Doom Eternal technical review PC specs performance id Software Bethesda

Doom Eternal is almost here, and I can hear the video cards shaking all over the world. However, much like the last go-around, they’ve got nothing to fear. Although the game is very good-looking, with a wide range of features, chances are good that damn near anyone will be able to run it. Let’s take a look at the system requirements, shall we?

MINIMUM:

    • Requires a 64-bit processor and operating system
    • OS: 64-bit Windows 7 / 64-Bit Windows 10
    • Processor: Intel Core i5 @ 3.3 GHz or better, or AMD Ryzen 3 @ 3.1 GHz or better
    • Memory: 8 GB RAM
    • Graphics: NVIDIA GeForce GTX 1050Ti (4GB), GTX 1060 (3GB), GTX 1650 (4GB) or AMD Radeon R9 280(3GB), AMD Radeon R9 290 (4GB), RX 470 (4GB)
    • Network: Broadband Internet connection
    • Storage: 50 GB available space
    • Additional Notes: ( 1080p / 60 FPS / Low Quality Settings )

RECOMMENDED:

    • Requires a 64-bit processor and operating system
    • OS: 64-bit Windows 10
    • Processor: Intel Core i7-6700K or better, or AMD Ryzen 7 1800X or better
    • Memory: 8 GB RAM
    • Graphics: NVIDIA GeForce GTX 1060 (6GB), NVIDIA GeForce 970 (4GB), AMD RX 480 (8GB)
    • Network: Broadband Internet connection
    • Storage: 50 GB available space
    • Additional Notes: ( 1080p / 60 FPS / High Quality Settings ) – *On NVIDIA GTX 970 cards Texture Quality should be set to Medium

REVIEWER SPECS:

  • OS: 64-bit Windows 10
  • Processor: AMD Ryzen 5 2600x
  • Memory: 16 GB RAM
  • Graphics: Asrock 5700 XT Challenger

As we can see, the components needed to run Doom Eternal at 1080p and 60 FPS aren’t all that extravagant. Naturally, since I’m using a 5700 XT, I’m running the game with everything cranked to max and am seeing a rock-solid frame rate. That being said, I only have a 1080p 60Hz monitor right now, so I wasn’t able to try it at anything higher.

Anyone having issues with getting the game to run on their system will have a whole lot of options to trim down, as each item has a bunch of different quality options that range from Low all the way to Ultra Nightmare. All in all, it’s an extremely good-looking game, but it doesn’t look all that different from its predecessor. Let’s take a look at the available options.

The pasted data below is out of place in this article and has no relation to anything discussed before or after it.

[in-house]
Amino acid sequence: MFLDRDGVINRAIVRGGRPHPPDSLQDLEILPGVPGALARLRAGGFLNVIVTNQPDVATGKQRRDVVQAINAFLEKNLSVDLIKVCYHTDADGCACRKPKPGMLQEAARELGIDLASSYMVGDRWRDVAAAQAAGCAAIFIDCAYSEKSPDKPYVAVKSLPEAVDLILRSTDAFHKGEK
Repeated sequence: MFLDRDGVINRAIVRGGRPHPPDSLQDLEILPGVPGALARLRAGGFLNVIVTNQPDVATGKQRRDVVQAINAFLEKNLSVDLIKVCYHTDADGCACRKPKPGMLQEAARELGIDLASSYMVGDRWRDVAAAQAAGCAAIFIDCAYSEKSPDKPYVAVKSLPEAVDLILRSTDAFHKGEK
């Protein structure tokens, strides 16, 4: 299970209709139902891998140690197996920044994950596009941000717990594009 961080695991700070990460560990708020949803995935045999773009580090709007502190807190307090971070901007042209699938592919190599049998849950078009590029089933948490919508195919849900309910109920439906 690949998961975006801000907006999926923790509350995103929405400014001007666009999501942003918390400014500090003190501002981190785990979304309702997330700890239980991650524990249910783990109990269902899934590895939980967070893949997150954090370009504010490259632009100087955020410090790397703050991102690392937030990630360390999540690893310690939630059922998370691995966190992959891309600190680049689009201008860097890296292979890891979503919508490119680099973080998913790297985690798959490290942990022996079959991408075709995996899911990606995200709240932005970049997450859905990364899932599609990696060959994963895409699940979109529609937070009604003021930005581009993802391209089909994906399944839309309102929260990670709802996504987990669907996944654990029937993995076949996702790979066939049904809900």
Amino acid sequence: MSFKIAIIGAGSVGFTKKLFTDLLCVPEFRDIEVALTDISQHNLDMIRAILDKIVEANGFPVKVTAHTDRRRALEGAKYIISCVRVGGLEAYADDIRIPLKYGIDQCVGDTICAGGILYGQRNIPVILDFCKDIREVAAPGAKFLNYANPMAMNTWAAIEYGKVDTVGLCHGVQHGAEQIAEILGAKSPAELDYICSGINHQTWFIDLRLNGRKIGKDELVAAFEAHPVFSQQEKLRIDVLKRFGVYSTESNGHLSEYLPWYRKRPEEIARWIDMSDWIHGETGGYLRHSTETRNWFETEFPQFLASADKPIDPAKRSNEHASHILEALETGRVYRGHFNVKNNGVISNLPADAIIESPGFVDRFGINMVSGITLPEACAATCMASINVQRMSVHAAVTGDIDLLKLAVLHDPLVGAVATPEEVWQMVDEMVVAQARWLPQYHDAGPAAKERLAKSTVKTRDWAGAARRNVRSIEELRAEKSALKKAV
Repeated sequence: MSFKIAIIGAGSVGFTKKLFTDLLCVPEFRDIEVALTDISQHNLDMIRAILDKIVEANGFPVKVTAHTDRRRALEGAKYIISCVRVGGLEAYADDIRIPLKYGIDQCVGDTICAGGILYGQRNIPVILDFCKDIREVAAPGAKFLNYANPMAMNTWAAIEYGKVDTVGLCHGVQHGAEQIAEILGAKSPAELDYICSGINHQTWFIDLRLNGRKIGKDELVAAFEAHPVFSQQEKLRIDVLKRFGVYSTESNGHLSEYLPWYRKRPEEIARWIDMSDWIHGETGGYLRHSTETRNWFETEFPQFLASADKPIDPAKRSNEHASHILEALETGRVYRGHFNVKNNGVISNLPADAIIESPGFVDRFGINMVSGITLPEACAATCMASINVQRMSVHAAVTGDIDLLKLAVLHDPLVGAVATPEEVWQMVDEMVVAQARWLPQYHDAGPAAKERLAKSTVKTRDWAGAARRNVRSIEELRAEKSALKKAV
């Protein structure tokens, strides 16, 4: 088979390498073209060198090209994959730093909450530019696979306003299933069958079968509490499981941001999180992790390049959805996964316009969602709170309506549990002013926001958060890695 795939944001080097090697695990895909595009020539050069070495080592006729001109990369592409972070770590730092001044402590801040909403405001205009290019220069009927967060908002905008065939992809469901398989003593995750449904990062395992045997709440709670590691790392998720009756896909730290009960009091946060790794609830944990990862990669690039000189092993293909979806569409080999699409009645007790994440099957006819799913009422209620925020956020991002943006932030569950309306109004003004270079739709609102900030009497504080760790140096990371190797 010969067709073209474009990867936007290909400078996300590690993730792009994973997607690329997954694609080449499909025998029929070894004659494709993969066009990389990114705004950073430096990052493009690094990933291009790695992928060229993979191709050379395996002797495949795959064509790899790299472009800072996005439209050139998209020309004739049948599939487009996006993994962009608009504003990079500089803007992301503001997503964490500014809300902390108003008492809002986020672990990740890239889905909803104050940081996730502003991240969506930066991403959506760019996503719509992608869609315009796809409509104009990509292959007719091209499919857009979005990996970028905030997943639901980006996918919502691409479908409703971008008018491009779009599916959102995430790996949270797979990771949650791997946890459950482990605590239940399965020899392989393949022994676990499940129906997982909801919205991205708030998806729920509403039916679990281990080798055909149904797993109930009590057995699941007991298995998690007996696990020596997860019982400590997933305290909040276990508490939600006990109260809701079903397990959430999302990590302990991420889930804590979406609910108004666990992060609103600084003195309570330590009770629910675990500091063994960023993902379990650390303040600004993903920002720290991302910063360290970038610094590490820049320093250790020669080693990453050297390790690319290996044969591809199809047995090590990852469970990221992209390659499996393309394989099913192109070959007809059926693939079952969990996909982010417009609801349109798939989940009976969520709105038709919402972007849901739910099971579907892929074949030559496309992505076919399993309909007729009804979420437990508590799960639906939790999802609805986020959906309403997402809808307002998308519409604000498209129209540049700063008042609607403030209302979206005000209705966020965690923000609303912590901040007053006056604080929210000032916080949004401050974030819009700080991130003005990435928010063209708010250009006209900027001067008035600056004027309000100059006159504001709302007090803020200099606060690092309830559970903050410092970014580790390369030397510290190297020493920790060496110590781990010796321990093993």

It’s all about choices

Doom Eternal technical review PC specs performance id Software Bethesda Doom Eternal technical review PC specs performance id Software Bethesda What? I told you there were a lot of options. As you can see, Doom Eternal comes with the typical options for field of view, going all the way up to 115. It’s a pretty standard, if extensive, list of things to choose from. You can even change the loot drop brightness!

You can choose presets from the same large list, all the way from Low to Ultra Nightmare. Pretty much everyone with a GPU that was made in the last decade should be able to at least run this thing. That is very much in line with the last game, which could be turned into full-on potato mode. Then again, they got that thing to run on a Switch, so it’s a wonder they didn’t make a friggin’ Wii version just for the hell of it. (Relax, I’m kidding.)

If you want a ton of screenshots to show the difference between everything set to Low and Ultra Nightmare, then fine, here. TAKE THEM.

Low 1

Low

Ultra 1

Ultra Nightmare